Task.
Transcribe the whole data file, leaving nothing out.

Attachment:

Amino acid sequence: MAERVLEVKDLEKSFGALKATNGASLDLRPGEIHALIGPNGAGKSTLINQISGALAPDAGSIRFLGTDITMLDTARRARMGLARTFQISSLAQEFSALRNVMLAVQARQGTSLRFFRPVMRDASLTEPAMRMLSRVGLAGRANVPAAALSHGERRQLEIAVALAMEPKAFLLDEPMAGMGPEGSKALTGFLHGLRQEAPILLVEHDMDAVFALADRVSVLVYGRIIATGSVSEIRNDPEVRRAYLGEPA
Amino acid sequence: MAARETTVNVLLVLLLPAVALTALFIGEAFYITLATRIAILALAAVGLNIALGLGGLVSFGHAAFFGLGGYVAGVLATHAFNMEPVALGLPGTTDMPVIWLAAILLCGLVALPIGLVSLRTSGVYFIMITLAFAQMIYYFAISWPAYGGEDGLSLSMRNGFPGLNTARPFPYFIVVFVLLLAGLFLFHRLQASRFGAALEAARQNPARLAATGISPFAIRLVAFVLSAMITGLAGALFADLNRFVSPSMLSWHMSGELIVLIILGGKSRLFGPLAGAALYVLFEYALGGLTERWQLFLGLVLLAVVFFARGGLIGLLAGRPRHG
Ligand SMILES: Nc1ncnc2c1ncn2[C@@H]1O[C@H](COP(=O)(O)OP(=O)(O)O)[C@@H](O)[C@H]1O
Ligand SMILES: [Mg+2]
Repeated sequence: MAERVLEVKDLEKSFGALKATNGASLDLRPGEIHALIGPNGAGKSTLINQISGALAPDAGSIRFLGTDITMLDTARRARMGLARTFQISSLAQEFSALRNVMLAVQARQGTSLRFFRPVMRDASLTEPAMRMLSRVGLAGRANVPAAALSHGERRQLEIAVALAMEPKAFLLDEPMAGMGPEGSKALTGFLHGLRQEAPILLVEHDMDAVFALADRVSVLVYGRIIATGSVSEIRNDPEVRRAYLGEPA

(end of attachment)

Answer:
Amino acid sequence: MAERVLEVKDLEKSFGALKATNGASLDLRPGEIHALIGPNGAGKSTLINQISGALAPDAGSIRFLGTDITMLDTARRARMGLARTFQISSLAQEFSALRNVMLAVQARQGTSLRFFRPVMRDASLTEPAMRMLSRVGLAGRANVPAAALSHGERRQLEIAVALAMEPKAFLLDEPMAGMGPEGSKALTGFLHGLRQEAPILLVEHDMDAVFALADRVSVLVYGRIIATGSVSEIRNDPEVRRAYLGEPA
Amino acid sequence: MAARETTVNVLLVLLLPAVALTALFIGEAFYITLATRIAILALAAVGLNIALGLGGLVSFGHAAFFGLGGYVAGVLATHAFNMEPVALGLPGTTDMPVIWLAAILLCGLVALPIGLVSLRTSGVYFIMITLAFAQMIYYFAISWPAYGGEDGLSLSMRNGFPGLNTARPFPYFIVVFVLLLAGLFLFHRLQASRFGAALEAARQNPARLAATGISPFAIRLVAFVLSAMITGLAGALFADLNRFVSPSMLSWHMSGELIVLIILGGKSRLFGPLAGAALYVLFEYALGGLTERWQLFLGLVLLAVVFFARGGLIGLLAGRPRHG
Ligand SMILES: Nc1ncnc2c1ncn2[C@@H]1O[C@H](COP(=O)(O)OP(=O)(O)O)[C@@H](O)[C@H]1O
Ligand SMILES: [Mg+2]
Repeated sequence: MAERVLEVKDLEKSFGALKATNGASLDLRPGEIHALIGPNGAGKSTLINQISGALAPDAGSIRFLGTDITMLDTARRARMGLARTFQISSLAQEFSALRNVMLAVQARQGTSLRFFRPVMRDASLTEPAMRMLSRVGLAGRANVPAAALSHGERRQLEIAVALAMEPKAFLLDEPMAGMGPEGSKALTGFLHGLRQEAPILLVEHDMDAVFALADRVSVLVYGRIIATGSVSEIRNDPEVRRAYLGEPA